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The Abu Ghraib Scandal, CBS

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On april 28th 2004 the Canadian TV channel CBS were the first to broadcast the story on Abu Ghraib and the torture which had been going on in their television news-magazine 60 minutes II. The report included images of the physical and mental abuse carried out by US Millitary Police Personnel on Iraqi prisoners and an interview with Brig Gen Mark Kimmit, the deputy director of coalition operations in Iraq.

Kimmet: “Our soldiers could be taken prisoner as well. And we expect our soldiers to be treated well by the adversary, by the enemy. And if we can’t hold ourselves up as an example of how to treat people with dignity and respect … We can’t ask that other nations to that to our soldiers as well.”

They also interviewed Army Reserve Staff Sgt. Chip Frederick, who was one of the soldiers facing trial.

“Frederick told us he will plead not guilty, claiming the way the Army was running the prison led to the abuse of prisoners.”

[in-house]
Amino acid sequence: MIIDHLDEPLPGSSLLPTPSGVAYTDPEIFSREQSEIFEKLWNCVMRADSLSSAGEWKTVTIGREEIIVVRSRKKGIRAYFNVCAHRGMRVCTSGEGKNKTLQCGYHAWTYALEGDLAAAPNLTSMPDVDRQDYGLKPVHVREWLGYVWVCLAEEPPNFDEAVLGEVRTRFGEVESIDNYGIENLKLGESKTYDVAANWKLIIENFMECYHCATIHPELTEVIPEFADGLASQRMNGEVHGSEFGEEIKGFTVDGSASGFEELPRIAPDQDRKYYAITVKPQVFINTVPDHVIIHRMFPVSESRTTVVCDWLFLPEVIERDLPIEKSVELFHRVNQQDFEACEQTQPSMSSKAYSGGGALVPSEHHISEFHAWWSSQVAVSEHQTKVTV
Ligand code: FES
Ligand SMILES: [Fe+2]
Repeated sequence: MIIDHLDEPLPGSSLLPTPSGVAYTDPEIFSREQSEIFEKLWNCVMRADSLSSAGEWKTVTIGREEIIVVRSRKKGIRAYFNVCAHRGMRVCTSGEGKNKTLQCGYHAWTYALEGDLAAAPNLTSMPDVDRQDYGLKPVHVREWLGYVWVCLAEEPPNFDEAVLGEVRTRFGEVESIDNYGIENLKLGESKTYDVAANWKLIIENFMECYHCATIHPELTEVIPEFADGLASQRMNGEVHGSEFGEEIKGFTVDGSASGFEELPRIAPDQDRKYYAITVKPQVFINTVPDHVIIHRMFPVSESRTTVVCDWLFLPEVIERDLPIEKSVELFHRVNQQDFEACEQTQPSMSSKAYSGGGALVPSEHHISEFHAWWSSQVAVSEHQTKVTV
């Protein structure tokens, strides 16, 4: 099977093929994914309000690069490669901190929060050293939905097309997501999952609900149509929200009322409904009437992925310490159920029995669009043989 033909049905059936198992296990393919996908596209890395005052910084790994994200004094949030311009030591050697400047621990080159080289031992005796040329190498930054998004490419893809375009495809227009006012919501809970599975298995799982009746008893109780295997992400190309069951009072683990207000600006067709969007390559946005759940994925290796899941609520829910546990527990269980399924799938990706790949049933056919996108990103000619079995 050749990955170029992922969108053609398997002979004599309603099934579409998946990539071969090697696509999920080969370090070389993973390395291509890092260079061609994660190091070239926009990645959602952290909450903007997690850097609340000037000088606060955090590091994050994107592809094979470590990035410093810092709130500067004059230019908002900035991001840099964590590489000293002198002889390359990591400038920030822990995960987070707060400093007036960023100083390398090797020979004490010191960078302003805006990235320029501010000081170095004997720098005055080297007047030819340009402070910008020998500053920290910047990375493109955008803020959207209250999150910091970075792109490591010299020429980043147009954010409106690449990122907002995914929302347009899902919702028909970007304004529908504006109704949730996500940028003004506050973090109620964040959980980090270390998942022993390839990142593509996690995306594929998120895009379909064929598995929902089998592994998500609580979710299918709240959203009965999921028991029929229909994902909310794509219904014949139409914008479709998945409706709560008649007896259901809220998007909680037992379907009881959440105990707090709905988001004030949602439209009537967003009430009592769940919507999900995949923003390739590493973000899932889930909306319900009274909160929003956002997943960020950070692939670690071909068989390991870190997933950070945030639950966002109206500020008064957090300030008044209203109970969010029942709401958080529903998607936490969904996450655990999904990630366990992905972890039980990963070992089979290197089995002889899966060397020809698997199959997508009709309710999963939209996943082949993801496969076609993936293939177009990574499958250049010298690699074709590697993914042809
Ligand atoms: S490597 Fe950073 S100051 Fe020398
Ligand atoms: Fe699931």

Frederick: “Military intelligence has encouraged and told us ‘Great job.’ “

Frederick:”We help getting them to talk with the way we handle them. … We’ve had a very high rate with our style of getting them to break. They usually end up breaking within hours.”

Frederick and his attorney claim that he shouldn’t be charged because of “the failure of his commanders to provide proper training and standards”.

Also he claims that he never got trained according to the standarts of the  Geneva Conventions (a set of detailed arrangements for inter alia the Treatment of Prisoners of War (adopted on 12 August 1949 by the Diplomatic Conference for the Establishment of 
[ accessed 28/10/2010])

Another reason that Frederick gave for the way they treated the prisoners was the fact that they were understaffed.

Frederick: “There was, when I left, there was over 900. And there was only five soldiers, plus two non-commissioned officers, in charge for those 900 — over 900 inmates.”

Kimmitt’s response to this is that this might be a contributing factor but “That doesn’t condone individual acts of criminal behavior no matter how tired we are. No matter how stretched we are, that doesn’t give us license and it doesn’t give us the authority to break the law,”

The full story is available on


Written by coskufertingercmp

October 28, 2010 at 5:58 pm

Posted in Uncategorized

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